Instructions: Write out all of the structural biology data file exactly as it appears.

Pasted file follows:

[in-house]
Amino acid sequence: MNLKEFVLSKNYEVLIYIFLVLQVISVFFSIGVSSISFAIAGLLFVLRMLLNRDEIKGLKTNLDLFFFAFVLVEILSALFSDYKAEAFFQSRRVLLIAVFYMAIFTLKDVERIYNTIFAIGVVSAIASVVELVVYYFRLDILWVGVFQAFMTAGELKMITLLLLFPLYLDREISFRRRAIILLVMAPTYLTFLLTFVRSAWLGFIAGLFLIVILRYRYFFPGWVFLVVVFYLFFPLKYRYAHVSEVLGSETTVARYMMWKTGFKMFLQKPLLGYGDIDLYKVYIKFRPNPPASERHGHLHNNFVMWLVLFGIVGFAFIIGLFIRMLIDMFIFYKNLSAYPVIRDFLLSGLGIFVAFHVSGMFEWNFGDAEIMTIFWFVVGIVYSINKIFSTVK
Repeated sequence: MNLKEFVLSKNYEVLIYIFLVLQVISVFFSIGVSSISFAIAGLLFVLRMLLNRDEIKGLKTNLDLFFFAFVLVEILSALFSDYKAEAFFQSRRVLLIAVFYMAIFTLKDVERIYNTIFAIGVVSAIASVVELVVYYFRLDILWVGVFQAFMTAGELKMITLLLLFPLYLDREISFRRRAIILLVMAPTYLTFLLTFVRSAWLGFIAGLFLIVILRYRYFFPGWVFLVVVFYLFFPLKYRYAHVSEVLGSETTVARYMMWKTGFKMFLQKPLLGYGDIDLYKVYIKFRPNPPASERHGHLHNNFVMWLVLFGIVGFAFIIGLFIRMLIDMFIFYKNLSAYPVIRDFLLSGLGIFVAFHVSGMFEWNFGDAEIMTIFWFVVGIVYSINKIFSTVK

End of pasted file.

[in-house]
Amino acid sequence: MNLKEFVLSKNYEVLIYIFLVLQVISVFFSIGVSSISFAIAGLLFVLRMLLNRDEIKGLKTNLDLFFFAFVLVEILSALFSDYKAEAFFQSRRVLLIAVFYMAIFTLKDVERIYNTIFAIGVVSAIASVVELVVYYFRLDILWVGVFQAFMTAGELKMITLLLLFPLYLDREISFRRRAIILLVMAPTYLTFLLTFVRSAWLGFIAGLFLIVILRYRYFFPGWVFLVVVFYLFFPLKYRYAHVSEVLGSETTVARYMMWKTGFKMFLQKPLLGYGDIDLYKVYIKFRPNPPASERHGHLHNNFVMWLVLFGIVGFAFIIGLFIRMLIDMFIFYKNLSAYPVIRDFLLSGLGIFVAFHVSGMFEWNFGDAEIMTIFWFVVGIVYSINKIFSTVK
Repeated sequence: MNLKEFVLSKNYEVLIYIFLVLQVISVFFSIGVSSISFAIAGLLFVLRMLLNRDEIKGLKTNLDLFFFAFVLVEILSALFSDYKAEAFFQSRRVLLIAVFYMAIFTLKDVERIYNTIFAIGVVSAIASVVELVVYYFRLDILWVGVFQAFMTAGELKMITLLLLFPLYLDREISFRRRAIILLVMAPTYLTFLLTFVRSAWLGFIAGLFLIVILRYRYFFPGWVFLVVVFYLFFPLKYRYAHVSEVLGSETTVARYMMWKTGFKMFLQKPLLGYGDIDLYKVYIKFRPNPPASERHGHLHNNFVMWLVLFGIVGFAFIIGLFIRMLIDMFIFYKNLSAYPVIRDFLLSGLGIFVAFHVSGMFEWNFGDAEIMTIFWFVVGIVYSINKIFSTVK